-I think that you wording is perhaps a bit narrow. But, as a general theme, Michael, you've worked along-- you've represented 58 Academy Award winners, 34 Grammy Award winners, 43 New York Times bestsellers, given advice to three US presidents, you've written 19 books, five bestsellers. Did they have a self-reliance? Indeed.
-Bob Dylan doesn't do many interviews, and he did one with "60 Minutes" a few years back with Ed Bradley. And Ed Bradley was asking Bob Dylan why he continued to work. You know, Bob Dylan's 73 years old-- still does over 100 dates a year. That's a lot. That's a lot. There are only 365 days in a year. He's out on the road-- Australia, Chile, Brazil, all over the world, Tokyo, all over the world. It's 100 dates a year.
So we say, Mr. Dylan, why do you do it? You don't have anything to prove. He says, well, because I made a deal. So Bradley said, OK. Who'd you make a deal with? He says a commander. Ed Bradley looks confused. Which commander? And Dillon says, you know, the chief commander. There's a sense of destiny among the great-- that they are called, pulled to rendezvous with this thing.
-What about somebody who's watching this right now, who has been told by their mom their dad-- you grew up in a poor home with alcoholism.
-I grew up in a very, very chaotic home-- an unloving and chaotic home.
-So let's give an example. We've got a Thriver that on the website I talked to him the other day. And he and his wife have really never-- they decided to start a business. And they--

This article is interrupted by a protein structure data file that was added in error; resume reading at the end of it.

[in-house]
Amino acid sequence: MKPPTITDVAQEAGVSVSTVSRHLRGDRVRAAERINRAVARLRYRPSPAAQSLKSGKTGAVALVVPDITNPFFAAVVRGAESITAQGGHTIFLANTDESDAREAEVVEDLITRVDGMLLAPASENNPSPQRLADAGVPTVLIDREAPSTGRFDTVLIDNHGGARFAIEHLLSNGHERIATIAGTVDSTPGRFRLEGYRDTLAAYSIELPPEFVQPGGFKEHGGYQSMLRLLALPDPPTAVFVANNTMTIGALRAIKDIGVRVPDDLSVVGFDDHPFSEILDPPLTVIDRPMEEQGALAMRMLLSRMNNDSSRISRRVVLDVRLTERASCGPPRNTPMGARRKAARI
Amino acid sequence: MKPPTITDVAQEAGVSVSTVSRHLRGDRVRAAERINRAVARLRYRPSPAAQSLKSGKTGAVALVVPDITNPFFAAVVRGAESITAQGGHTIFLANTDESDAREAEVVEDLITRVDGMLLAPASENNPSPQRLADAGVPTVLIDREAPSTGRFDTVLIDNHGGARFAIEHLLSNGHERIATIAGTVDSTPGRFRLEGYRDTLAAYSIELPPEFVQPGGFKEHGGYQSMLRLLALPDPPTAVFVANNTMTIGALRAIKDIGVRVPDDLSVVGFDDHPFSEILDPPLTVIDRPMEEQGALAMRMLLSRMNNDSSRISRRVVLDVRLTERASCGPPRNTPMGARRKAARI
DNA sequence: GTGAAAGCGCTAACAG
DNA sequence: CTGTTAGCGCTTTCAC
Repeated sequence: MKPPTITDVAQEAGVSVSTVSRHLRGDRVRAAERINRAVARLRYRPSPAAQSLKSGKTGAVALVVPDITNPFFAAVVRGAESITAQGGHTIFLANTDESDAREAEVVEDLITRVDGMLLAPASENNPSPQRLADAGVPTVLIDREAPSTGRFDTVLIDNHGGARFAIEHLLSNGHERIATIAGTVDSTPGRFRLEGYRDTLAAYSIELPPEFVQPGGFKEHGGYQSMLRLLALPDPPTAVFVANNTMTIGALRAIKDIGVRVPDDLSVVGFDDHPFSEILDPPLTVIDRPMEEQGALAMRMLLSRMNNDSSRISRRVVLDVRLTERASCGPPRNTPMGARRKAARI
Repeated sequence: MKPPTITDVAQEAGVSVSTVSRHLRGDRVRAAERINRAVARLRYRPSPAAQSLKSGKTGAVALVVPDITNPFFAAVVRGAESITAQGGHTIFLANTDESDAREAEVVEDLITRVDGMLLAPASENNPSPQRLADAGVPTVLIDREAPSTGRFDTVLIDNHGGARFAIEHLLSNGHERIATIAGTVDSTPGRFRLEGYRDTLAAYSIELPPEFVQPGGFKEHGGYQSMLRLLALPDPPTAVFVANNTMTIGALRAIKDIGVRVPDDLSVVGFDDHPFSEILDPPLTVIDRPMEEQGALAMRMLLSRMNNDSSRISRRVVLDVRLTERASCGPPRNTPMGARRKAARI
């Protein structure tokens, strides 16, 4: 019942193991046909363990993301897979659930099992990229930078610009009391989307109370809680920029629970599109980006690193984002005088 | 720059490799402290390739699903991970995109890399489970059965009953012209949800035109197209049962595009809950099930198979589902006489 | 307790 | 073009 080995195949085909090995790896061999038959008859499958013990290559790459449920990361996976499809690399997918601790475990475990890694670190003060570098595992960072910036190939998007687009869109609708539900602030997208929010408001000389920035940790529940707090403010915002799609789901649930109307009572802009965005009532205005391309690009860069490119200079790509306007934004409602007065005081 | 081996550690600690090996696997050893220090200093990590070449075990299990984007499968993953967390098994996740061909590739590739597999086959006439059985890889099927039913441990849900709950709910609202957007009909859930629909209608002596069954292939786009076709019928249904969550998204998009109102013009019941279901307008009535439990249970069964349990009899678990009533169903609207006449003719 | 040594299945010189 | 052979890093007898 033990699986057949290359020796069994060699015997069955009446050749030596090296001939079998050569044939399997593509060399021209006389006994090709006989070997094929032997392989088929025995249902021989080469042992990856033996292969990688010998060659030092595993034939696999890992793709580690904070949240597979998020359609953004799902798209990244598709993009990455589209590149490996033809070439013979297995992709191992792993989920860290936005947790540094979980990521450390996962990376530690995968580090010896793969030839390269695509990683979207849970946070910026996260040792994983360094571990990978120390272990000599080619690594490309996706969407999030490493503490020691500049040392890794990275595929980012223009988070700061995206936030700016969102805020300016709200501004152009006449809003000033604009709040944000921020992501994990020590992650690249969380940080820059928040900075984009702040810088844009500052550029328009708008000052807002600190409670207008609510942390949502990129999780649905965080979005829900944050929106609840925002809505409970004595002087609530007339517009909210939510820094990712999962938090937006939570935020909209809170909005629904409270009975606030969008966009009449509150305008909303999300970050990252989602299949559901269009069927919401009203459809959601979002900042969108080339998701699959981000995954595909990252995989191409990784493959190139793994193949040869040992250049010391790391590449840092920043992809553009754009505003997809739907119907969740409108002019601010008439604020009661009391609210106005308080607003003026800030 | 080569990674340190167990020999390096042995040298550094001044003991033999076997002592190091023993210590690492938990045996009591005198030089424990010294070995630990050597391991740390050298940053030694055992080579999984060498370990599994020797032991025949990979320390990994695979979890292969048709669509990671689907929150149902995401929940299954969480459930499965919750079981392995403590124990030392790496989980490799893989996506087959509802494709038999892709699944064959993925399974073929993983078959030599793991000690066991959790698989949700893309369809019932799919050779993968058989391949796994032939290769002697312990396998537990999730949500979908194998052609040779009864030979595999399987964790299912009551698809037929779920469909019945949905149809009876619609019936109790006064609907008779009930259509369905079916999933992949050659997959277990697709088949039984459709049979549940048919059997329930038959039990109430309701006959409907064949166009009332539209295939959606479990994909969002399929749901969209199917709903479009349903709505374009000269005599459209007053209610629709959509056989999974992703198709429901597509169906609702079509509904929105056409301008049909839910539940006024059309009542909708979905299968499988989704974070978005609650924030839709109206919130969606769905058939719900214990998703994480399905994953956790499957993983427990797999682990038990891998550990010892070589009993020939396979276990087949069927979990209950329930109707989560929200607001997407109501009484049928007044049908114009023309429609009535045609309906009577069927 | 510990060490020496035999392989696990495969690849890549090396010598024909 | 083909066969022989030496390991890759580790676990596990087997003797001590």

-They decided to start a business. Because they figured out that profits are better than wages.
-And they're doing this. They go out. They get the business loan. They're starting the business. But they're kind of on the fence of like-- do we deserve success? Are we worthy of success? Now, they're putting in this massive work.
-Let me speak to them.
-Yeah, go for it.
-Do you have-- you don't happen to recall their name?
-On the Thrive website, for a few people, I've tried to not mention their specific deal.
-OK, Mr. And Mrs. Thriver let me help you. Listen carefully, I'm going to you a lot of time. Listen carefully. If you believe you're are worthy or you don't believe you're worthy, either way you're right. So you choose.
But I ask this. Mr. and Mrs. Thriver look around your city, your state and see if you can identify people who have had a great degree of success-- some of the kind of success that you want-- that are stupider and lazier than you. Because that might help you understand your own capacity or destiny.
-I mean, if somebody who's maybe less ambitious than may are is able to have success, then these people can do it.
-Come on, listen. I know people who have done better than many that are stupider and lazier than most. So--